Ana, 13, was sleeping in bed when her father struck her three times on the back of her head. Younger brother Anthony, 12, tried to run away.
But his father, a laborer and former boxer, dragged him back into the bedroom and killed him. Pérez, 48, tried to hang himself from the ceiling fan, but it collapsed under his 110-pound weight.
"You will never be happy, " he wrote Maria Christina González, the children's mother, in a suicide note.
It was Oct. 13, 2000.
Ana and Anthony are among at least 100 Florida children who died while under the state's protective supervision - after questionable investigations by the Department of Children & Families failed to appreciate the gravity of key warning signs that families were in trouble, The Herald has found.
Before Ana and Anthony died, several calls warned the DCF hot line that the children were in danger. But the probe soured: Hot-line operators mistakenly concluded the mother was putting her children at risk.
And the lead investigator missed critical opportunities to find González and her children - because he had not checked court files that would have told him where the children attended school and the mother worked.
"I was juggling so many cases, " said Derrick Heath, now a DCF supervisor. "I tried three times to find the family but they were never home. Things happened too quickly. It's not easy when two children are dead."
The first two warning calls came Oct. 7, six days before the deaths.
"There is concern that her children may be in danger, " the report notes. "Father has a history of domestic violence against the mother. Father has a history of drug use and drinking and had been imprisoned for domestic violence against the mother."
Two more warning calls to the DCF followed the next morning.
Somehow, hot-line operators wrongly believed González was the culprit by not protecting the children from the threats. The DCF ordered a visual inspection of the family: "If allegations of failure to protect are true and child is at risk remove and file petition."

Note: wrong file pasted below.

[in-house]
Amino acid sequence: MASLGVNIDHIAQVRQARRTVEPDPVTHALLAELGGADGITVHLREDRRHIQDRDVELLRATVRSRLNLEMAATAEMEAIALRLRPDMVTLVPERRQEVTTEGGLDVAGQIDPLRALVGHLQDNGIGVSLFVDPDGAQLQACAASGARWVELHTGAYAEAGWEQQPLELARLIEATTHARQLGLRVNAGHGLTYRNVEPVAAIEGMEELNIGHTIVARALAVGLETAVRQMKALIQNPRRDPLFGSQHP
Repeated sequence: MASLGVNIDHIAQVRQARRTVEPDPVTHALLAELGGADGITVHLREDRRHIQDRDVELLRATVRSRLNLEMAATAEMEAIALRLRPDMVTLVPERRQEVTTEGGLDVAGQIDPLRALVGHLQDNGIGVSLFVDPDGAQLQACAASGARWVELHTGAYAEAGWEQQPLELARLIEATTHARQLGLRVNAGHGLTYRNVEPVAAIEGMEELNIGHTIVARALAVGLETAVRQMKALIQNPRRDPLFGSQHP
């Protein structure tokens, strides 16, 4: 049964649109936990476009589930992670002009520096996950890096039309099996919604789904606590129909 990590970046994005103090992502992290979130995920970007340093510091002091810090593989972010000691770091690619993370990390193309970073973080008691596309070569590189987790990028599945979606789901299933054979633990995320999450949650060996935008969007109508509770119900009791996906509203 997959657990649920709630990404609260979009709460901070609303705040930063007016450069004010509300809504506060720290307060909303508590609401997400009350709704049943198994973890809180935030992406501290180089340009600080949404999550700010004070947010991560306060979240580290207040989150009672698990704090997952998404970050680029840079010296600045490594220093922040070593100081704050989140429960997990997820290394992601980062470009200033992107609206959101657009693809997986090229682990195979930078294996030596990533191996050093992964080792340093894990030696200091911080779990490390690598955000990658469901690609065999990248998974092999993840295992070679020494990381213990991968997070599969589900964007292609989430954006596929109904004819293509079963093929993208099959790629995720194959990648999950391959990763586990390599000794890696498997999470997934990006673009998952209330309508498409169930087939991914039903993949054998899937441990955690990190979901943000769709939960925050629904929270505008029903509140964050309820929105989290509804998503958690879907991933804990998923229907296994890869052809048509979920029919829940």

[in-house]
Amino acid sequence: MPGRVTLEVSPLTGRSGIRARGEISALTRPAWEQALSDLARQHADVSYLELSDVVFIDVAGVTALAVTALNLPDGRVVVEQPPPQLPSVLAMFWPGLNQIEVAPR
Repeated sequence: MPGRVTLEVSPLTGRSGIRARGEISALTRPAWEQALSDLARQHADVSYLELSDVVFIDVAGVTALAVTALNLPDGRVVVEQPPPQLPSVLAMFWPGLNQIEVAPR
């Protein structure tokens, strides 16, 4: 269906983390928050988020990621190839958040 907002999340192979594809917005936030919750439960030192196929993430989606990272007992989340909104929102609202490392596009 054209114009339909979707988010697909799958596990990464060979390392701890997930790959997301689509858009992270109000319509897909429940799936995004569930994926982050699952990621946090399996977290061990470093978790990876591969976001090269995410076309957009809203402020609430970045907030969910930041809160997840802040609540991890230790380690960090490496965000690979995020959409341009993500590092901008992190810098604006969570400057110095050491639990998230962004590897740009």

"The hot line incorrectly passed judgment on the mother, " said Nancy Barshter, a member of a state-wide death-review team that examined the DCF's handling of the case. "I don't think DCF totally put together the danger to her and her family."
On Oct. 8, the caseworker went to the house at 1 p.m. but found no one at home.
Heath filled out a Child Safety Assessment that same day, noting that the DCF had three prior cases with the family, including a 1995 incident where Pérez nearly beat González to death.
The assessment helps caseworkers and supervisors determine how much danger a child faces - on the basis of the child's age, the family's history, caregivers' criminal records and other factors. Among the questions asked:
* Does parent or caregiver have a history of domestic violence as a victim or perpetrator?
Heath checked off "Suspected." "The [adult parent] in this case is very violent." * Does parent, caregiver have a criminal history?
Public records showed Pérez had been released from state prison in March 1999 after completing part of a five-year sentence for trying to kill González.
* Is there is a pattern of continuing, escalating and/or increasing frequency of incidents, regardless of findings?
But much was known by others. On Oct. 2, González had filed a restraining order against Pérez and reported his threats to police. The restraining order contained the name of Pérez's employer, González's employer and the childrens' schools. Portions of the DCF's own hot-line report indicated that Pérez was "stalking" González and banging her car with chains. The hot-line caller also knew the family's whereabouts.